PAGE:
Faculty Sponsored Research
The following research projects were supported in 2013 by faculty members with grants from various foundations and corporations. 2014 opportunities will be posted sometime in January, 2014.
Interested students should contact faculty members directly for information. Many projects are on-going and will be continued during Summer 2014. This page will be updated as information becomes available. Students selected for these projects are considered part of the Summer Research Program, are eligible for subsidized housing and other support, and are expected to participate in the activities of the program, especially including the Research Ethics session and the End of Summer Conference. Opportunities for Summer 2014, will need to be posted by January 24, 2014 in order to be considered eligible for URC support.
Again, please note, the projects currently listed below are from summer, 2013:
- Prof. Dennis Eggleston can support one or two students to help with his research on plasma transport, a project funded by the Department of Energy and the NSF. Contact Prof. Eggleston, Physics Dept.
- Prof. George Schmiedeshoff may be able to support one or two summer students to participate in his NSF-funded project "Quantum criticality in rare-earth and actinide-based intermetallics" studying the thermodynamic and transport properties of novel materials at low temperatures and in high magnetic fields. Interested students should contact Prof. Schmiedeshoff, Physics Dept.
- Dr. Andrew Shtulman will supervise 3 to 4 students with a background in Psychology or Cognitive Science on an NSF-sponsored investigation of the causes and consequences of conceptual change, or knowledge restructuring at the level of individual concepts. Research questions include how prior knowledge constrains learning, how cultural input constrains learning, and how conceptual understanding constrains both communication and problem solving. Our approach to answering these questions will be fundamentally interdisciplinary in nature, combining methods from cognitive, developmental, and educational psychology.Interested students should contact Prof. Shtulman, Psychology Dept.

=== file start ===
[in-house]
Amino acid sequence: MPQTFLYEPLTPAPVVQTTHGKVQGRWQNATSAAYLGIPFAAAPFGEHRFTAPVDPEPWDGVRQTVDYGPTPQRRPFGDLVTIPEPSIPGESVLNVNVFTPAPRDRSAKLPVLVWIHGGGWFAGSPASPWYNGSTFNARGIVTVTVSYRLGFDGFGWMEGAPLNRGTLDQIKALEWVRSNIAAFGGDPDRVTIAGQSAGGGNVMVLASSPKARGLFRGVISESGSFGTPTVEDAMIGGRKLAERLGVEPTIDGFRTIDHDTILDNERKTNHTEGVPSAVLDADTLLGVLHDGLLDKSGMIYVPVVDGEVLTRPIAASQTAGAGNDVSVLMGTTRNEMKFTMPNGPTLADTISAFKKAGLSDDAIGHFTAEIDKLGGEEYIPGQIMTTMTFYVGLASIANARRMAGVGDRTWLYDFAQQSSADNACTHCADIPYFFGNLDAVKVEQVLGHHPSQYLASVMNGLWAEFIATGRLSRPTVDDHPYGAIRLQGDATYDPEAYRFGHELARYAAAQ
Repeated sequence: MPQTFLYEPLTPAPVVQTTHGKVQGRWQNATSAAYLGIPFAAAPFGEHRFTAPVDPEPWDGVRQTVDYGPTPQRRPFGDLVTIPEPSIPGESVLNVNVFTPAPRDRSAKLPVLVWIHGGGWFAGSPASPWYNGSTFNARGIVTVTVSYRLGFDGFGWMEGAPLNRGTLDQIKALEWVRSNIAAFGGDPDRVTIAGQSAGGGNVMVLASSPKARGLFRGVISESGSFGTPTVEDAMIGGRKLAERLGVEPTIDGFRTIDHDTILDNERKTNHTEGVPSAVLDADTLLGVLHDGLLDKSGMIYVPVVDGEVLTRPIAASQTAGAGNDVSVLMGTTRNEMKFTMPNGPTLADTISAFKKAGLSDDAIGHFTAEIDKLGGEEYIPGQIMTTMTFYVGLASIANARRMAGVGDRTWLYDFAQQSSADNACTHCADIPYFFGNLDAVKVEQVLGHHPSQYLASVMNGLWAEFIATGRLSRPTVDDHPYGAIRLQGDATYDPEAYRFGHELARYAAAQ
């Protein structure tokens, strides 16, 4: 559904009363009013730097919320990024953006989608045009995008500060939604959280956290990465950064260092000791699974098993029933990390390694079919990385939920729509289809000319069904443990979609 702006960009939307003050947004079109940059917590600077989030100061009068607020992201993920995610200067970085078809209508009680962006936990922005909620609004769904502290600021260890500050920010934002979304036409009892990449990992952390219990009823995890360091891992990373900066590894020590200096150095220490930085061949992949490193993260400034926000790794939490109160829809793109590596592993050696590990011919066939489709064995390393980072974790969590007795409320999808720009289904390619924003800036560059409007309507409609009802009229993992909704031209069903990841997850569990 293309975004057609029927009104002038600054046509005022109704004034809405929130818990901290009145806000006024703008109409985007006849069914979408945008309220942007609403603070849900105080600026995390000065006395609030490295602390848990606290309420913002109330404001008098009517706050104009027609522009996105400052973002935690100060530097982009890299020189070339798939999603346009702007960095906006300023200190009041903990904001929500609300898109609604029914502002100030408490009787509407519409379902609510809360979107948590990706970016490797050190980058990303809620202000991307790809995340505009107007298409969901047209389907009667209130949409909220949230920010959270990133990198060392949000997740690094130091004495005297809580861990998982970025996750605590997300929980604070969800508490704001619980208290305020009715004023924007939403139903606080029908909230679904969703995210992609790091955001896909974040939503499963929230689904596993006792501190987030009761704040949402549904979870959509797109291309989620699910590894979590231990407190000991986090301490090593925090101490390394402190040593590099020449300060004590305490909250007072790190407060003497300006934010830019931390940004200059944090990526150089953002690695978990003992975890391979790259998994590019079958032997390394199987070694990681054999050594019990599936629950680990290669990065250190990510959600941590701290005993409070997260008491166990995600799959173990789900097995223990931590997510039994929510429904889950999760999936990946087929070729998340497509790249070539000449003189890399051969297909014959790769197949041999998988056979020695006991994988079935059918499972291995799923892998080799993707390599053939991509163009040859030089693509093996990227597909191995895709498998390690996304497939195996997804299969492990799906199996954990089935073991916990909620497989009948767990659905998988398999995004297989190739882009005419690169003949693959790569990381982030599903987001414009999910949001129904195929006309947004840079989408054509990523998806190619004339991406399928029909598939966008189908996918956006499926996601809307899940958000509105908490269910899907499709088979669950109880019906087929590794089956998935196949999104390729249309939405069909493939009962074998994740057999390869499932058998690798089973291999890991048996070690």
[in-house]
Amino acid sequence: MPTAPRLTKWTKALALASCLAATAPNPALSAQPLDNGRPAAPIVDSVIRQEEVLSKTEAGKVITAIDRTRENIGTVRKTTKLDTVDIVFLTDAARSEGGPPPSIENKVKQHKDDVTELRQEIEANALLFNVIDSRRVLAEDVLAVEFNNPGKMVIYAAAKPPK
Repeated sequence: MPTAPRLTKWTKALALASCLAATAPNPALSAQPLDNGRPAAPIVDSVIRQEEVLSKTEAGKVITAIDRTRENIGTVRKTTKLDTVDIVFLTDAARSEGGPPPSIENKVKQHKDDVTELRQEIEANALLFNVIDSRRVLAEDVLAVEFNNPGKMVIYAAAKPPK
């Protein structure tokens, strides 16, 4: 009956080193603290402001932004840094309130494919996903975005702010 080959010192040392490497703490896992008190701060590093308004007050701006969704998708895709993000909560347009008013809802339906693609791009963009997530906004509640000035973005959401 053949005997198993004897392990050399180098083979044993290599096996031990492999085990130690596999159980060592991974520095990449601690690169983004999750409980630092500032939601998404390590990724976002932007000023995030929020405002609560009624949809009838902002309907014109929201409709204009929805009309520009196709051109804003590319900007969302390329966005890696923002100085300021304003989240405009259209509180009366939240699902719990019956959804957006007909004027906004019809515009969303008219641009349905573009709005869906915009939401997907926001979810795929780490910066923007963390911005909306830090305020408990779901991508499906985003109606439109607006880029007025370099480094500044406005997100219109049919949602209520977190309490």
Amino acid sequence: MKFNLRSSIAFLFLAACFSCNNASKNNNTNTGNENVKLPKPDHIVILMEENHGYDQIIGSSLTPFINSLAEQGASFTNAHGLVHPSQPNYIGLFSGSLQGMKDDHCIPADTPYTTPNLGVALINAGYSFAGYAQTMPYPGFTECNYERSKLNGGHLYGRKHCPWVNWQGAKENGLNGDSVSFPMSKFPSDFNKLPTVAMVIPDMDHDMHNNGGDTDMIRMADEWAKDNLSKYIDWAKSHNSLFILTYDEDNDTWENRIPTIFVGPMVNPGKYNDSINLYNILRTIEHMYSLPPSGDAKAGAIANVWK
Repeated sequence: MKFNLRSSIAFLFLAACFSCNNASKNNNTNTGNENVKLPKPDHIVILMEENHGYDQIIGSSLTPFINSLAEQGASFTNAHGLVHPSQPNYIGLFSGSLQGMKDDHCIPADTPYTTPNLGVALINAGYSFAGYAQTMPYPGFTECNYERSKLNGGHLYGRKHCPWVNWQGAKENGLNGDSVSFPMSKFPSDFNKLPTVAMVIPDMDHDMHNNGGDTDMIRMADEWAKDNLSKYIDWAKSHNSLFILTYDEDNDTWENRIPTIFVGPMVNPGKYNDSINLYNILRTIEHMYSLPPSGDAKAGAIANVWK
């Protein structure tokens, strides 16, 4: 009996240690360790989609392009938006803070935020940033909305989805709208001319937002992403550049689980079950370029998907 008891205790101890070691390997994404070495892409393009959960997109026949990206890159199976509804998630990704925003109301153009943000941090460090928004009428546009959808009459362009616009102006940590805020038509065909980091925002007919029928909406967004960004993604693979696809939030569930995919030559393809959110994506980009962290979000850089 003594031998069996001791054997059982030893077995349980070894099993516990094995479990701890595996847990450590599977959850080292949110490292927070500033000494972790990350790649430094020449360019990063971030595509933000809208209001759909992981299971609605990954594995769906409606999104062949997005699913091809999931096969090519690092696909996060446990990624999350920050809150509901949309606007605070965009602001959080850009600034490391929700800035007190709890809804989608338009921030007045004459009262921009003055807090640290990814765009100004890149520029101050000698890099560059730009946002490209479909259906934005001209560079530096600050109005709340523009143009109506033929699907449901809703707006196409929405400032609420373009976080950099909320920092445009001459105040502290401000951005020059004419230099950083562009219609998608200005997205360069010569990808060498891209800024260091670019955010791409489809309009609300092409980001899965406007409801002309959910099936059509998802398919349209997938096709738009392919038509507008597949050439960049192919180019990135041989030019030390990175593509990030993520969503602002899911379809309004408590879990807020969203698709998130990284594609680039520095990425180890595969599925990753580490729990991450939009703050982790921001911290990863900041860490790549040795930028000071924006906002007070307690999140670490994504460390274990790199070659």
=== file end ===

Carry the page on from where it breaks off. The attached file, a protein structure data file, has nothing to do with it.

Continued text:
- Of drugs and viruses: Prof. Andrew K. Udit may support two students working on projects involving 1) developing biocatalysts for pharmaceutical applications using cytochrome P450; and 2) generating heparin synthetics using viruses. Interested students should contact Prof. Udit, Chemistry Dept.
- A grant from the Chemistry Division of the National Science Foundation, "Surface & Analytical Chemistry to Elucidate Fundamental Biofilm Properties and Mechanisms of Biofilm Control" will support one or two students. Contact Prof. Eileen Spain, Chemistry Dept.
- Prof. Michael Hill will support several students for his research in electrochemistry. Interested students should contact Prof. Hill, Chemistry Dept.
- UEPI will support several interns who will work with community-based non-profits on housing issues such as affordability, homelessness, community development, and improvement of conditions in low-income neighborhoods. Interns will work with professional staff at a variety of local organizations. Details are available at http://www.oxy.edu/urban-environmental-policy/jobs-internships/summer-affordable-housing-community-development or contact Prof. Peter Dreier, UEPI.
- Prof. Dan Snowden-Ifft can support up to 2 students to help with his search for dark matter in the galaxy, an NSF funded project. Contact Prof. Snowden-Ifft, Physics Dept.
- Dr. Roberta Pollock and Dr. Karen Molinder have an opening for one undergraduate student in their lab this summer. The student will be participating in our ongoing study of the immune response to Corynebacterium pseudotuberculosis in horses and mice, and our work towards developing a vaccine for the disease, pigeon fever, caused by this bacterium. Our approach utilizes a variety of immunological, biochemical, and molecular approaches. Contact Prof. Pollock or Prof. Molinder, Biology Dept.
- Prof. Kirsten Wandschneider will support a student to help with her project on the historical origins of mortgage credit, funded by the Institute for New Economic Thinking. Students should have a background in economics and history and be interested in testing modern economic theories using historical sources. Contact Prof. Wandschneider, Economics Dept.
- Dr. John McCormack can support 1-2 undergraduate students in research on evolutionary history of birds and reptiles in the Mexican highlands. Duties will include genetic analysis with DNA in the laboratory, field work, and prepping bird skins for the museum. Contact Prof. McCormack, Biology Dept.
- The ECLS department announces the first annual Argonaut summer research grant for a student in creative writing. Those interested should submit an application directly to the ECLS department (not to the URC) and should submit a project proposal including background and future plans concerning creative writing (2 double-spaced pages, Times New Roman, single-spaced), a letter of faculty support, and a writing sample (at least 5 pages of prose; 10 poems) to Prof. Martha Ronk by February 14; final decisions will be made by the ECLS department.
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